3 Reasons Why Your To-Dos Are Not Getting Done
May 18, 2018
List makers – we know who we are, we rely on lists, maybe enjoy creating them, and definitely derive great joy from the act of marking something DONE. However, according to The Busy Person’s Guide to the Done List, by Janet Choi and Walter Chen of iDoneThis, 41% of to-do list items NEVER get done. That means you are likely spending time writing the same tasks on your new lists wondering why it is you just can’t seem to ever make progress on them. To make sure your lists are a tool for productivity rather than procrastination, take a fresh look at how you define your tasks and how you structure your lists themselves and consider these common problems that might be preventing you from conquering more of the 59% of tasks still on your list:
1) Your items may be too big
A to-do list is not a place for milestones or grand achievements. You would never write “pursue a PhD”. You shouldn’t even write “apply for PhD program”. Both of these “tasks” require a series of dependent and independent steps that you need to complete before crossing them off the list. Seemingly smaller tasks can also fall into this trap: “Plan George’s birthday party” may or may not be helpful to you. If you interpret it as a reminder to take 10 minutes and generate a list of the specific things you need to do (find venue, create guest list, buy invitations, order cake, etc.- each of which will end up on your to-do list later) then writing “Plan George’s birthday party” is perfect. But…If looking at a task on your list causes you to feel stuck or overwhelmed, ask yourself:
- What is the FIRST thing I need to do?
- How would I START?
- When I imagine myself doing (X) what do I see myself doing?
- When I imagine that task already being done – what is different?
The answers to those questions are your REAL tasks for your list.
Still unsure how to even start?
Acknowledge THAT and add “Figure out how to get started on X” to your list.
2) Your tasks may not be in your control
None of us lives in a bubble. We interact with others to get things done. With that interaction is… the…inevitable…waiting… “Hire the painter” could be your highest priority but you are waiting for your husband to weigh in on a color, or the painter to send their cost estimate. At work, your ability to “Submit [your] final budget” is dependent on inputs from your colleague, or approval from another department. In both situations, you’ve appropriately described YOUR task, but are currently unable to personally affect progress. The issue then becomes how to keep these items on your radar because they do represent real responsibilities and impending tasks.
- If appropriate, rephrase the tasks as actionable, “Discuss colors with Steve” and “Check on status of budget items with Carol” are things that YOU can do.
- If it truly is just a waiting game, create a section on your list for items, inputs, or responses you are waiting on from others. I include everything from open invoices, to important meeting requests – things that if they linger in this section of my list, I know to follow up.
3) Your critical items might be getting crowded out
Not all “to do” items are created equal. Some are incredibly important AND time sensitive while others are more of a “would be nice” variety – with a lot of types of priorities in between. By listing “Fold laundry”, “Write check for taxes”, “Review of marketing plan”, and “Find yoga studio” next to each other, you risk consistently attending first to the easy or appealing items, leaving little time for the more challenging or scary items that would help you actually make progress toward your larger goals.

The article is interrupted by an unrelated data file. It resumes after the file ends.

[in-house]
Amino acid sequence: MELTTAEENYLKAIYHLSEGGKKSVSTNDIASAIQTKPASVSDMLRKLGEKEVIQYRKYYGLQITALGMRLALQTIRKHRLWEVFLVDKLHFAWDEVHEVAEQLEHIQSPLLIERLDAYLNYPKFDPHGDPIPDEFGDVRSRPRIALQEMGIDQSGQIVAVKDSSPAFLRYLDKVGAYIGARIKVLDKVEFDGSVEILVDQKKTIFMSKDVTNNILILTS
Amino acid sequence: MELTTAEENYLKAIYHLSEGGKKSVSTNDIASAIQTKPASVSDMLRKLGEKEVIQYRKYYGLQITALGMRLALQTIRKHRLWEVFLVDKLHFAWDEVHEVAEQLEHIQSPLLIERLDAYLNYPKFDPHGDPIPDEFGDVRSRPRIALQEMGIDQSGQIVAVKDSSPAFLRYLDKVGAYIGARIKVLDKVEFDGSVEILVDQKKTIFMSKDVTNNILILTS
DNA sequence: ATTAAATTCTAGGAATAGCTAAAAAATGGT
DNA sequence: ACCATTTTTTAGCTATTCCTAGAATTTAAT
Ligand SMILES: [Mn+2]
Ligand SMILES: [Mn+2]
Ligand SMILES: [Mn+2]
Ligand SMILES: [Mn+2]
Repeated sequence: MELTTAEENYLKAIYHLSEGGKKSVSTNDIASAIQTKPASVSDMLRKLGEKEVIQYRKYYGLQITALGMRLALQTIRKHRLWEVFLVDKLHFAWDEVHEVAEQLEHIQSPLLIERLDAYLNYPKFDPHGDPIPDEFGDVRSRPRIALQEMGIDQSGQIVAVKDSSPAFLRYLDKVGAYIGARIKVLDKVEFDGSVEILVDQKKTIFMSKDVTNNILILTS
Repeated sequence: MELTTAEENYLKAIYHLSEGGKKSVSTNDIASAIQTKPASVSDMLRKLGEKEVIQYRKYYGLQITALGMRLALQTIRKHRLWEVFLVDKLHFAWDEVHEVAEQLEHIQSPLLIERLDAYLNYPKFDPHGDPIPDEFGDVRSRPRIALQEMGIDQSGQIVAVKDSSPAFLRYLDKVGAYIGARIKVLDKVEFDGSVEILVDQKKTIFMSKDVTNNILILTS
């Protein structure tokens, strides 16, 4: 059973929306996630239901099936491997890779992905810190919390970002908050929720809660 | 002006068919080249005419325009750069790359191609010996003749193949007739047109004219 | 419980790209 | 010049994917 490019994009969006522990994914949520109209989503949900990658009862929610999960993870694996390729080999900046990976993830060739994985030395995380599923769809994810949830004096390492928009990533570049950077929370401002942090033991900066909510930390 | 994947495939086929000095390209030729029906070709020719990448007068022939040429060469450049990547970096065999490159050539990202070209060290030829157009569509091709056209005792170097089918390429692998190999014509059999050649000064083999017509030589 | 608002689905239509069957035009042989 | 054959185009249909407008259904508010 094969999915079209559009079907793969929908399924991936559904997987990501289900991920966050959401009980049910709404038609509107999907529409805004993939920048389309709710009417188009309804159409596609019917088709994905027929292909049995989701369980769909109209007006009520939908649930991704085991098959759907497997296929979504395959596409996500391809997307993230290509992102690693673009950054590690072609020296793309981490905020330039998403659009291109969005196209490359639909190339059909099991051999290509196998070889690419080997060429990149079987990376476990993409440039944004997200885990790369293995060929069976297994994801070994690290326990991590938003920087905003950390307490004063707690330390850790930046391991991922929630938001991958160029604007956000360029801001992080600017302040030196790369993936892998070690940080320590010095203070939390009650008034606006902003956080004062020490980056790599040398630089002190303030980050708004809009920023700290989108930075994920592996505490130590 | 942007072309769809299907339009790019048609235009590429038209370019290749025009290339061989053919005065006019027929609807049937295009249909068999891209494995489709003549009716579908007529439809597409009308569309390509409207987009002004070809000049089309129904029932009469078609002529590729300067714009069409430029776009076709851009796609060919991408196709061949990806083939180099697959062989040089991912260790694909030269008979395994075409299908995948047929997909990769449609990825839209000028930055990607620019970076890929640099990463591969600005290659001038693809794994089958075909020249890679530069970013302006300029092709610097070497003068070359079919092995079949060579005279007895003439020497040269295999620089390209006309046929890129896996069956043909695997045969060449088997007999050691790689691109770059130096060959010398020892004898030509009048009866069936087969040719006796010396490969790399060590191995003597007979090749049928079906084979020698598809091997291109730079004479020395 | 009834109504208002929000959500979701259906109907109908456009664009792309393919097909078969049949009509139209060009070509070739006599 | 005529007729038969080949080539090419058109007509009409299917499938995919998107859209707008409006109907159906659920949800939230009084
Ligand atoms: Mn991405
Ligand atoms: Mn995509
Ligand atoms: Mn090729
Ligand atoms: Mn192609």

Since many of those easy, fun, or relatively mundane items truly do need to get done and will take up your time, instead of taking them off your list, create a system or structure to its presentation that will help focus your attention on the truly critical items. I use (with customizations) the Covey Time Management Grid to structure my lists. (This system assigns Urgency and Importance separately with items that are both urgent AND important in the top left and items less important and less urgent in the bottom right.) Other people may find it helpful to create their list with another structure such as,
- Creating multiple columns to distinguish items for different projects
- Separating work and home tasks
- Segmenting tasks by how much time you estimate they will take
- Create mini lists on your calendar to specifically dedicate time to your tasks
While each of these methods do impose a secondary step of organizing (or re-organizing) your tasks which may sound like an additional time sink; but a resulting higher “done rate”, would make it time well-spent. The optimal organization for YOUR lists will be dependent on your specific habits and challenges so don’t be afraid to try out a few different structures to figure out what you need to most easily and consistently find the highest value items on a very full list.
At their best, effective to-do lists can increase your productivity and improve your confidence and ambition to take on more and challenging things that bring value to your life. At their most basic core, they should help you tackle the mountain of responsibilities and daily tasks that fill your days. Either way, if you believe you should be able to accomplish more, rethink how you define your tasks, consider what you really control, and be thoughtful about how you construct, organize, and use your lists.
Amy Kulisheck is an executive coach, business consultant, and owner of Stand Tall Coaching, LLC. She helps clients better understand their unique values and motivators, define personally-meaningful goals, and develop the tools and confidence to be productive, grow, and achieve sustainable change.